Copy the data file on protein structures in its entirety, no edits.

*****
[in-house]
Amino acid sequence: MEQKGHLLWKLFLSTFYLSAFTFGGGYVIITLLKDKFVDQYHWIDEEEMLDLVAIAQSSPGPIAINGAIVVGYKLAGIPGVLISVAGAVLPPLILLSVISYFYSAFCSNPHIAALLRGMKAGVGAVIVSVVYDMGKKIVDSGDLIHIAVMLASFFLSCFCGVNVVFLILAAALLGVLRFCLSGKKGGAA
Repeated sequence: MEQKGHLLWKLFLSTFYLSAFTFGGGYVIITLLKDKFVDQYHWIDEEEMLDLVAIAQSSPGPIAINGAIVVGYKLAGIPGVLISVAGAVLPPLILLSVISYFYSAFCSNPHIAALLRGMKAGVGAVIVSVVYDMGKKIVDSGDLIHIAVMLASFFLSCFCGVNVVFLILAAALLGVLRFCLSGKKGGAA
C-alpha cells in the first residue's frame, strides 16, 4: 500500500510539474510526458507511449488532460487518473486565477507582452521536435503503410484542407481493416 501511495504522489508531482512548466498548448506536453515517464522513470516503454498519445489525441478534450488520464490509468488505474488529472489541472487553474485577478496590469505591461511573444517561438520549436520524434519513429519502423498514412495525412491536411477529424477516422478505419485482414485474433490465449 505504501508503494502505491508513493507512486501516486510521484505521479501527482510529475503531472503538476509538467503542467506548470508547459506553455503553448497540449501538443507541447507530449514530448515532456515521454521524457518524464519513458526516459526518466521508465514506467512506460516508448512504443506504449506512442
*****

[in-house]
Amino acid sequence: MEQKGHLLWKLFLSTFYLSAFTFGGGYVIITLLKDKFVDQYHWIDEEEMLDLVAIAQSSPGPIAINGAIVVGYKLAGIPGVLISVAGAVLPPLILLSVISYFYSAFCSNPHIAALLRGMKAGVGAVIVSVVYDMGKKIVDSGDLIHIAVMLASFFLSCFCGVNVVFLILAAALLGVLRFCLSGKKGGAA
Repeated sequence: MEQKGHLLWKLFLSTFYLSAFTFGGGYVIITLLKDKFVDQYHWIDEEEMLDLVAIAQSSPGPIAINGAIVVGYKLAGIPGVLISVAGAVLPPLILLSVISYFYSAFCSNPHIAALLRGMKAGVGAVIVSVVYDMGKKIVDSGDLIHIAVMLASFFLSCFCGVNVVFLILAAALLGVLRFCLSGKKGGAA
C-alpha cells in the first residue's frame, strides 16, 4: 500500500510539474510526458507511449488532460487518473486565477507582452521536435503503410484542407481493416 501511495504522489508531482512548466498548448506536453515517464522513470516503454498519445489525441478534450488520464490509468488505474488529472489541472487553474485577478496590469505591461511573444517561438520549436520524434519513429519502423498514412495525412491536411477529424477516422478505419485482414485474433490465449 505504501508503494502505491508513493507512486501516486510521484505521479501527482510529475503531472503538476509538467503542467506548470508547459506553455503553448497540449501538443507541447507530449514530448515532456515521454521524457518524464519513458526516459526518466521508465514506467512506460516508448512504443506504449506512442